If I ever go foraging by myself, I’ll do it cautiously. Picking wild mushrooms, for instance, can be risky, research shows. Even experienced foragers have been known to mistake poisonous fungi for edible lookalikes. New York City’s Health Department urges foragers to be especially careful when picking mushrooms.
“If you cannot definitely identify a mushroom, do not eat it,” Jeremy House, a spokesman for the department, told HuffPost.
Plucking plants from some patches of urban soil can also expose foragers to toxins such as lead, according to Dan Brabander, environmental geochemistry professor at Wellesley College.
“If your target was, say, mint or another wild herb, say, mustard, that has a great deal of surface area and is in close proximity to the soil,” Brabander told HuffPost via email, then soil can “end up [on] the surfaces of the leaves, bringing metals with it.”
Soil varies so much from place to place, Brabander added, that it’s impossible to make general recommendations about the safety of foraging for herbs. But Brabander said he “could never recommend foraging for mustards in the urban environment.”
Brill started foraging during a time when Jell-O Pudding Pops counted as a culinary innovation, and has since made a career out of teaching others how to find and cook wild food. He has written several books on the subject and sells an app that helps people identify edible plants.
Despite his schedule, Brill still manages to collect enough edibles to supplement his diet.
“I’m very busy leading tours, but I’ll always pick up a few things,” Brill said, adding that he gets between 30 percent and 40 percent of his fruits and vegetables from the wild.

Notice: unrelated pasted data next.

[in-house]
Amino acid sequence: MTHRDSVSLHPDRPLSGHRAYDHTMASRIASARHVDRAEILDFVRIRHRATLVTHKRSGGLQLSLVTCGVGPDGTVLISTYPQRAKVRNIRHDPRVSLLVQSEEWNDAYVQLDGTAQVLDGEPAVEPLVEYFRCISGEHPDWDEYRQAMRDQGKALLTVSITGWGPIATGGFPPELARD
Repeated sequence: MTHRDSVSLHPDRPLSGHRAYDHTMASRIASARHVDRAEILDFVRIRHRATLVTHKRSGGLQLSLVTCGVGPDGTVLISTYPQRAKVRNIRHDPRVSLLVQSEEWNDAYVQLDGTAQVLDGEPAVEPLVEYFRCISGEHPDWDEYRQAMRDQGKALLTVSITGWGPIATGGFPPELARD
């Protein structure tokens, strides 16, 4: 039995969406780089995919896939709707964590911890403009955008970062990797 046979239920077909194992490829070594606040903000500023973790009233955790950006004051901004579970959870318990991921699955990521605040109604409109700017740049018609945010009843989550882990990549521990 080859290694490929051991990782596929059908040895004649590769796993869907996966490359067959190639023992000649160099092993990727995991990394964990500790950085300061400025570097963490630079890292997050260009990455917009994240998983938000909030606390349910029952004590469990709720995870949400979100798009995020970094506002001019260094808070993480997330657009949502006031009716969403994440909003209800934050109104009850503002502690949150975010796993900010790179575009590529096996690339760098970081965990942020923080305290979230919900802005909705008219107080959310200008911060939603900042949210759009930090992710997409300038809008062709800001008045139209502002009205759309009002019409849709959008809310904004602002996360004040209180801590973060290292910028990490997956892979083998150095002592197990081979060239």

“I’ll cook maybe three or four days a week,” he added. “Just about everything I cook has some wild ingredients in it.”
Foraging has grown in popularity in recent years, as more and more people look to minimize the impact their diets have on the environment. High-profile chefs have been known to scour beaches and roadsides for ingredients, and a popular website points people to the best foraging sites in their city.
For those who do it, scavenging for food in the wild is a way to eat well without having to buy food from a supermarket ― the last link in a global supply chain that’s responsible for nearly 1.5 billion tons of wasted food each year.
Foraging could also help reduce waste in the home: The average American family tosses about one-quarter of the food they buy, so avoiding store-bought meals could help cut down on the amount of cultivated food that winds up in a landfill.
“Picking weeds that people are cutting down in their front yard and using them for food ― instead of buying them from around the world ― you’re having a lower environmental impact,” Brill said.
If we appreciate the renewable resources more, we’ll take better care of the nonrenewable ones. "Wildman" Steve Brill
But while Brill is a persuasive evangelist for urban foraging, it’s illegal to destroy or remove plants from New York City parks. In the mid-1980s, park rangers posing as tourgoers arrested Brill for eating a dandelion picked from Central Park.
Brill was charged with “criminal mischief” for removing plants on park property. The charges were eventually dropped, and Brill was hired for his stint as a Parks Department employee shortly thereafter. Park rangers no longer hassle him for foraging, even though it’s against the rules, Brill said. The city’s park service officially discourages the rest of us from scavenging, saying it can damage the local ecosystem.
“Many of the same plants humans enjoy play an integral role in balancing our fragile, natural, urban ecosystem,” Mario López, a spokesman for the city’s parks department, told HuffPost. “Removing them for human consumption would rob the other plants and animals of their benefits.”
Brill defends the practice, however, insisting that scrounging for food, rather than buying it, helps people appreciate the natural environment.
“These are all renewable, these things people are cutting back as weeds,” Brill said. “And if we appreciate the renewable resources more, we’ll take better care of the nonrenewable ones.”